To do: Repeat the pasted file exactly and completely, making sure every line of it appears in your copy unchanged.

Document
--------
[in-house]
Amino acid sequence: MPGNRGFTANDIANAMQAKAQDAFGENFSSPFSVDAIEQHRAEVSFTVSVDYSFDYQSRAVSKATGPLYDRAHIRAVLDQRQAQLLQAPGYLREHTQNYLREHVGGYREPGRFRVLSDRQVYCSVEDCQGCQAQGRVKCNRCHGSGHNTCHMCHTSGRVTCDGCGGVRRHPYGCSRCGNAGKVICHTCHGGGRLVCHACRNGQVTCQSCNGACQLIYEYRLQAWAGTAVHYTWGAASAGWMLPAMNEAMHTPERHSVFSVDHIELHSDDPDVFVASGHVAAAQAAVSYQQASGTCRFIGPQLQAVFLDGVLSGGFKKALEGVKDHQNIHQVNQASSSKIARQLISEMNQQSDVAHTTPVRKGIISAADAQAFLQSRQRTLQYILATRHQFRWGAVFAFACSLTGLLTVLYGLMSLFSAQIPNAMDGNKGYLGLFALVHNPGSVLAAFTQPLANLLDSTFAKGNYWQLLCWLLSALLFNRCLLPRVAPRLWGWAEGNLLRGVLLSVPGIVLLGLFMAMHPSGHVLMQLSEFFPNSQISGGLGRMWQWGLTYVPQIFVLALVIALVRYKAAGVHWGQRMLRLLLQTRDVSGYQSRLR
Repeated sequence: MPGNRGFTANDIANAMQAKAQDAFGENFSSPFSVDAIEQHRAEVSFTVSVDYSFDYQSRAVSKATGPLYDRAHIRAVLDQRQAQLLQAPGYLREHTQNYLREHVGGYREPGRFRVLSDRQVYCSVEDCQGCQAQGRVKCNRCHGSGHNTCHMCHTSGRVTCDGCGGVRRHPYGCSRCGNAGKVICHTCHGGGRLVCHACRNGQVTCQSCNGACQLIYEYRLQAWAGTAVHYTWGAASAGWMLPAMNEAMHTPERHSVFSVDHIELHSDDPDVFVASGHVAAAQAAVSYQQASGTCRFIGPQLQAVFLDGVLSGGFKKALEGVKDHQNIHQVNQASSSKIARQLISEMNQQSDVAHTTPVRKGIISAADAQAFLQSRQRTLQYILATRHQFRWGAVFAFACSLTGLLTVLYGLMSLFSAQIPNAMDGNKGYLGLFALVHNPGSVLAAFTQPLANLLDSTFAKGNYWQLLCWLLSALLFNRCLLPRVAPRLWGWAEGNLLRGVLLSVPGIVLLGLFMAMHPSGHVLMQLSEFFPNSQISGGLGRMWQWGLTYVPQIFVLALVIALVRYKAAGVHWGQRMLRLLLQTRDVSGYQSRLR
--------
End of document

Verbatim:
[in-house]
Amino acid sequence: MPGNRGFTANDIANAMQAKAQDAFGENFSSPFSVDAIEQHRAEVSFTVSVDYSFDYQSRAVSKATGPLYDRAHIRAVLDQRQAQLLQAPGYLREHTQNYLREHVGGYREPGRFRVLSDRQVYCSVEDCQGCQAQGRVKCNRCHGSGHNTCHMCHTSGRVTCDGCGGVRRHPYGCSRCGNAGKVICHTCHGGGRLVCHACRNGQVTCQSCNGACQLIYEYRLQAWAGTAVHYTWGAASAGWMLPAMNEAMHTPERHSVFSVDHIELHSDDPDVFVASGHVAAAQAAVSYQQASGTCRFIGPQLQAVFLDGVLSGGFKKALEGVKDHQNIHQVNQASSSKIARQLISEMNQQSDVAHTTPVRKGIISAADAQAFLQSRQRTLQYILATRHQFRWGAVFAFACSLTGLLTVLYGLMSLFSAQIPNAMDGNKGYLGLFALVHNPGSVLAAFTQPLANLLDSTFAKGNYWQLLCWLLSALLFNRCLLPRVAPRLWGWAEGNLLRGVLLSVPGIVLLGLFMAMHPSGHVLMQLSEFFPNSQISGGLGRMWQWGLTYVPQIFVLALVIALVRYKAAGVHWGQRMLRLLLQTRDVSGYQSRLR
Repeated sequence: MPGNRGFTANDIANAMQAKAQDAFGENFSSPFSVDAIEQHRAEVSFTVSVDYSFDYQSRAVSKATGPLYDRAHIRAVLDQRQAQLLQAPGYLREHTQNYLREHVGGYREPGRFRVLSDRQVYCSVEDCQGCQAQGRVKCNRCHGSGHNTCHMCHTSGRVTCDGCGGVRRHPYGCSRCGNAGKVICHTCHGGGRLVCHACRNGQVTCQSCNGACQLIYEYRLQAWAGTAVHYTWGAASAGWMLPAMNEAMHTPERHSVFSVDHIELHSDDPDVFVASGHVAAAQAAVSYQQASGTCRFIGPQLQAVFLDGVLSGGFKKALEGVKDHQNIHQVNQASSSKIARQLISEMNQQSDVAHTTPVRKGIISAADAQAFLQSRQRTLQYILATRHQFRWGAVFAFACSLTGLLTVLYGLMSLFSAQIPNAMDGNKGYLGLFALVHNPGSVLAAFTQPLANLLDSTFAKGNYWQLLCWLLSALLFNRCLLPRVAPRLWGWAEGNLLRGVLLSVPGIVLLGLFMAMHPSGHVLMQLSEFFPNSQISGGLGRMWQWGLTYVPQIFVLALVIALVRYKAAGVHWGQRMLRLLLQTRDVSGYQSRLR